I really dislike platitudes. . maybe everyone does

17 May

There’s the thing; many people will say phrases like, “God has a reason”, “it was meant to be” or “God never gives us more than we can handle”.  None of these platitudes are biblical and I don’t think they are very kind either.  We can never really feel another pain  and we only know our own experience.  I just finished reading, “Winter of the World” by Ken Follett.  It is a fictional account of those who lived through WWII in Berlin, Moscow, and London.  I became painfully aware of how gentle life has been on me.

The Hebrew scripture also helps to remind us of how difficult life can be.  Life is often not what God would want.  God’s creature do not live according to God’s priorities.   In Psalm 79 God’s people have experienced the violation of their Holy Temple.  The temple of Jerusalem was destroyed on a couple of occasions.  This time the psalmist is calling out to God for help.  As you read through the first part of the psalm, open yourself to experience their grief.

1-4 God! Barbarians have broken into your home,
violated your holy temple,
left Jerusalem a pile of rubble!
They’ve served up the corpses of your servants
as carrion food for birds of prey,
Threw the bones of your holy people
out to the wild animals to gnaw on.
They dumped out their blood
like buckets of water.
All around Jerusalem, their bodies
were left to rot, unburied.
We’re nothing but a joke to our neighbors,
graffiti scrawled on the city walls.

5-7 How long do we have to put up with this, God?
Do you have it in for us for good?
Will your smoldering rage never cool down?
If you’re going to be angry, be angry
with the pagans who care nothing about you,
or your rival kingdoms who ignore you.
They’re the ones who ruined Jacob,
who wrecked and looted the place where he lived.

The writer trying to find a reason for what has happened to the temple and to God’s people, asks God to not hold them responsible for their parents sins.  This theological understanding of God has long ago gone out of fashion, but the affirmation that God is famous for helping has not.

8-10 Don’t blame us for the sins of our parents.
Hurry up and help us; we’re at the end of our rope.
You’re famous for helping; God, give us a break.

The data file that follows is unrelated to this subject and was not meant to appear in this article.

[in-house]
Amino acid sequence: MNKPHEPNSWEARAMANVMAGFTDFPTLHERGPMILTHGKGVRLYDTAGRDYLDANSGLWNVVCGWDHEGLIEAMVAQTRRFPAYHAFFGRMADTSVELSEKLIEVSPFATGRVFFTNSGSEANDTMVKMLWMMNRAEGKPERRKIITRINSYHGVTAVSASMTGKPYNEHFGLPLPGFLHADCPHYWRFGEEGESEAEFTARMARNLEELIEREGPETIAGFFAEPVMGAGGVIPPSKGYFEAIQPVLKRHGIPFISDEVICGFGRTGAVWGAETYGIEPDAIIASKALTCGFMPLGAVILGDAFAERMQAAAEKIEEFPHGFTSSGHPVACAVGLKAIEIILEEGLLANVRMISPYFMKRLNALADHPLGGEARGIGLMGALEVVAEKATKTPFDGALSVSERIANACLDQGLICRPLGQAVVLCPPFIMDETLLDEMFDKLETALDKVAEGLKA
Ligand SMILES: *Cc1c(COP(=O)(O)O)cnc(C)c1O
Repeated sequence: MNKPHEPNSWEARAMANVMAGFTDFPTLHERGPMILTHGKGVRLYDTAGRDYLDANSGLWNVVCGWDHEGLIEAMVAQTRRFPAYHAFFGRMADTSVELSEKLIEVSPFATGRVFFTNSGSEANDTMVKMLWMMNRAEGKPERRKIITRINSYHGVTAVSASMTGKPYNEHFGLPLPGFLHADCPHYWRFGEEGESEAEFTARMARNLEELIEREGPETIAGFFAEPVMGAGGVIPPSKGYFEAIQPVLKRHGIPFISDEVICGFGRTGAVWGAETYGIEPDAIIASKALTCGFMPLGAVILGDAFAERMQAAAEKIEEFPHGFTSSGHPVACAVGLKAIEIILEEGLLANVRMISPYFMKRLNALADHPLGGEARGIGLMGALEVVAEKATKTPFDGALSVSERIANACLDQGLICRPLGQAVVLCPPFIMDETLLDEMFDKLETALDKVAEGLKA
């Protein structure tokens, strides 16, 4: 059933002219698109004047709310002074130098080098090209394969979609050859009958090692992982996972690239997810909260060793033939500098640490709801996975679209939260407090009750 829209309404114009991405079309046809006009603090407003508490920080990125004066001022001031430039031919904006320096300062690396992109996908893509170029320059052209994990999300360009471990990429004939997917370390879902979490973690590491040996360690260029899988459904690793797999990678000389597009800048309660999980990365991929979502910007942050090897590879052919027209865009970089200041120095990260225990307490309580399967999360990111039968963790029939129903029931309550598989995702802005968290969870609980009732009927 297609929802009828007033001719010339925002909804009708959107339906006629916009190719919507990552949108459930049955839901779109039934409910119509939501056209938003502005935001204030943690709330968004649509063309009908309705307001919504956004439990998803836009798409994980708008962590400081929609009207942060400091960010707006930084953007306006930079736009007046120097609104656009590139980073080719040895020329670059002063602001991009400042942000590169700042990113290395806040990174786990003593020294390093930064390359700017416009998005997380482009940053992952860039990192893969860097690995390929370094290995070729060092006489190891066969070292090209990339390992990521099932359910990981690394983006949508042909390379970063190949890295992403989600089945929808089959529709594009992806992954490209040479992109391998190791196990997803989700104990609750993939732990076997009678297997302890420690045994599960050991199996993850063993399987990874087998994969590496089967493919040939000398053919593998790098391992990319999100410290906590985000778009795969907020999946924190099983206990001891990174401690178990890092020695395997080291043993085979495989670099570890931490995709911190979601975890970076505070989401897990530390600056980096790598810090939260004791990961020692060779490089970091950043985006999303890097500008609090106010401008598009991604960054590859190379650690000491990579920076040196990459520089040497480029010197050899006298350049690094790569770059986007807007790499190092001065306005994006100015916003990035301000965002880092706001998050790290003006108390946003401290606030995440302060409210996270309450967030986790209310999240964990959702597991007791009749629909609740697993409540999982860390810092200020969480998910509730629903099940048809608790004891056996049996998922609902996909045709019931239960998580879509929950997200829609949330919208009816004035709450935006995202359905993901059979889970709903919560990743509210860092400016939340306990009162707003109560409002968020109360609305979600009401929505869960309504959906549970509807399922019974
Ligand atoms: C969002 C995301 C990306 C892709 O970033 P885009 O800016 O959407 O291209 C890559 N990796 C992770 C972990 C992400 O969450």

Your reputation is on the line.
Pull us out of this mess, forgive us our sins—
do what you’re famous for doing!
Don’t let the heathen get by with their sneers:
“Where’s your God? Is he out to lunch?”
Go public and show the godless world
that they can’t kill your servants and get by with it.

11-13 Give groaning prisoners a hearing;
pardon those on death row from their doom—you can do it!
Give our jeering neighbors what they’ve got coming to them;
let their God-taunts boomerang and knock them flat.
Then we, your people, the ones you love and care for,
will thank you over and over and over.
We’ll tell everyone we meet
how wonderful you are, how praiseworthy you are!

Ultimately, the writer wants God to avenge them.  And even though I have not experienced their reality, I cannot believe that God’s revenge is the way to go.  We can seek God’s help to make our life better and hopefully make life better for others.

Life is a complicated, complex, and mysterious journey.  I have never found any of it simple or easy to understand.  I don’t believe anything is “meant to be”.  I do believe that God is with us through every step of the journey and can bring a depth of meaning IF we will humble ourselves and listen for God’s leading.

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One Response to “I really dislike platitudes. . maybe everyone does”

  1. Phyllis Terwilliger May 19, 2013 at 11:17 am #

    Mary,

    I, too, believe that God is with us every step of the journey and can bring depth of meaning IF we humble ourselves and listen for God’s leading. Thanks for you witness!

    Phyllis

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